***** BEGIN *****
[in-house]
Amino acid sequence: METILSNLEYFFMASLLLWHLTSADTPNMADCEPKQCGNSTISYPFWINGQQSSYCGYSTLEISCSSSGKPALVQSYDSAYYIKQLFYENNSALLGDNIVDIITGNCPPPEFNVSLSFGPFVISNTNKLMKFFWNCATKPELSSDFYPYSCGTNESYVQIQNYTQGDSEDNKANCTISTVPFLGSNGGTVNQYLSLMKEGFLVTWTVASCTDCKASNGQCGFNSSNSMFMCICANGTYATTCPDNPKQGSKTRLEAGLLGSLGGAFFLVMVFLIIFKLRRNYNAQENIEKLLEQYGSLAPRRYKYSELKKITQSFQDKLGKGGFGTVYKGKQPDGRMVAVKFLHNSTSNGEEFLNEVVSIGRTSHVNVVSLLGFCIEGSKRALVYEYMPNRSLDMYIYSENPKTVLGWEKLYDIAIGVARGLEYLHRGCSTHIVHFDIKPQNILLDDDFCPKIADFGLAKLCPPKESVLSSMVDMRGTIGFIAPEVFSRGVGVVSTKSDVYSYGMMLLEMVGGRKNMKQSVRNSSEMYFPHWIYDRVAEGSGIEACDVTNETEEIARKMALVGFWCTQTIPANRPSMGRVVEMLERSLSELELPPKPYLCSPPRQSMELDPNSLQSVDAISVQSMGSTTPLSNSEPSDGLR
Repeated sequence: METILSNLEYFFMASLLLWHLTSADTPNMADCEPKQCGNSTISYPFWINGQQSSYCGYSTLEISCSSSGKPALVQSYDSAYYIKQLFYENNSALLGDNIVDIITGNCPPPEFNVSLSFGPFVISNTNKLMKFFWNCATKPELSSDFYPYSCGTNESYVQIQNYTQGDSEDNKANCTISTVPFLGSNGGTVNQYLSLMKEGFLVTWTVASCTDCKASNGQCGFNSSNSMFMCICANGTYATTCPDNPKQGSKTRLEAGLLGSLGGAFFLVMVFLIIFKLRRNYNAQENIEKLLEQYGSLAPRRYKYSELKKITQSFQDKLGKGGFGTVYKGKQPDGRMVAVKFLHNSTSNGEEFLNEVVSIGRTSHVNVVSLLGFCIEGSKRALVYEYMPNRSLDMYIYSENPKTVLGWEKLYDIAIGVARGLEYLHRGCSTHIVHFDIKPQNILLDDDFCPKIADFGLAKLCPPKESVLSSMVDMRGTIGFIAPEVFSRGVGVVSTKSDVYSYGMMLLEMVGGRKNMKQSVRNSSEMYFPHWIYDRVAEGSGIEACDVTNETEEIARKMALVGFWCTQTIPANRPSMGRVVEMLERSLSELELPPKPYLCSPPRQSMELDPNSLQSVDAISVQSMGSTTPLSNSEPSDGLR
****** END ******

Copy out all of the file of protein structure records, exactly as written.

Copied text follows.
[in-house]
Amino acid sequence: METILSNLEYFFMASLLLWHLTSADTPNMADCEPKQCGNSTISYPFWINGQQSSYCGYSTLEISCSSSGKPALVQSYDSAYYIKQLFYENNSALLGDNIVDIITGNCPPPEFNVSLSFGPFVISNTNKLMKFFWNCATKPELSSDFYPYSCGTNESYVQIQNYTQGDSEDNKANCTISTVPFLGSNGGTVNQYLSLMKEGFLVTWTVASCTDCKASNGQCGFNSSNSMFMCICANGTYATTCPDNPKQGSKTRLEAGLLGSLGGAFFLVMVFLIIFKLRRNYNAQENIEKLLEQYGSLAPRRYKYSELKKITQSFQDKLGKGGFGTVYKGKQPDGRMVAVKFLHNSTSNGEEFLNEVVSIGRTSHVNVVSLLGFCIEGSKRALVYEYMPNRSLDMYIYSENPKTVLGWEKLYDIAIGVARGLEYLHRGCSTHIVHFDIKPQNILLDDDFCPKIADFGLAKLCPPKESVLSSMVDMRGTIGFIAPEVFSRGVGVVSTKSDVYSYGMMLLEMVGGRKNMKQSVRNSSEMYFPHWIYDRVAEGSGIEACDVTNETEEIARKMALVGFWCTQTIPANRPSMGRVVEMLERSLSELELPPKPYLCSPPRQSMELDPNSLQSVDAISVQSMGSTTPLSNSEPSDGLR
Repeated sequence: METILSNLEYFFMASLLLWHLTSADTPNMADCEPKQCGNSTISYPFWINGQQSSYCGYSTLEISCSSSGKPALVQSYDSAYYIKQLFYENNSALLGDNIVDIITGNCPPPEFNVSLSFGPFVISNTNKLMKFFWNCATKPELSSDFYPYSCGTNESYVQIQNYTQGDSEDNKANCTISTVPFLGSNGGTVNQYLSLMKEGFLVTWTVASCTDCKASNGQCGFNSSNSMFMCICANGTYATTCPDNPKQGSKTRLEAGLLGSLGGAFFLVMVFLIIFKLRRNYNAQENIEKLLEQYGSLAPRRYKYSELKKITQSFQDKLGKGGFGTVYKGKQPDGRMVAVKFLHNSTSNGEEFLNEVVSIGRTSHVNVVSLLGFCIEGSKRALVYEYMPNRSLDMYIYSENPKTVLGWEKLYDIAIGVARGLEYLHRGCSTHIVHFDIKPQNILLDDDFCPKIADFGLAKLCPPKESVLSSMVDMRGTIGFIAPEVFSRGVGVVSTKSDVYSYGMMLLEMVGGRKNMKQSVRNSSEMYFPHWIYDRVAEGSGIEACDVTNETEEIARKMALVGFWCTQTIPANRPSMGRVVEMLERSLSELELPPKPYLCSPPRQSMELDPNSLQSVDAISVQSMGSTTPLSNSEPSDGLR